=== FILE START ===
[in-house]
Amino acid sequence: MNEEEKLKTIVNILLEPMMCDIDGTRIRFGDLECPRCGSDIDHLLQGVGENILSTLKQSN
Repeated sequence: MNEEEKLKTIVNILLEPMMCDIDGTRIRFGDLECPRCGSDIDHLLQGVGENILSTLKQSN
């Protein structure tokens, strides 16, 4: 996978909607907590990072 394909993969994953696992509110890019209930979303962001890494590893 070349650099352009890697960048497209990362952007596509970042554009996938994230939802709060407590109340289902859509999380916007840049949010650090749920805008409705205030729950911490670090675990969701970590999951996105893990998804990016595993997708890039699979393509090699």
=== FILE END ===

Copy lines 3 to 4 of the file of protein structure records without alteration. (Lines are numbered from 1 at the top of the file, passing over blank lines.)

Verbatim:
Repeated sequence: MNEEEKLKTIVNILLEPMMCDIDGTRIRFGDLECPRCGSDIDHLLQGVGENILSTLKQSN
């Protein structure tokens, strides 16, 4: 996978909607907590990072 394909993969994953696992509110890019209930979303962001890494590893 070349650099352009890697960048497209990362952007596509970042554009996938994230939802709060407590109340289902859509999380916007840049949010650090749920805008409705205030729950911490670090675990969701970590999951996105893990998804990016595993997708890039699979393509090699």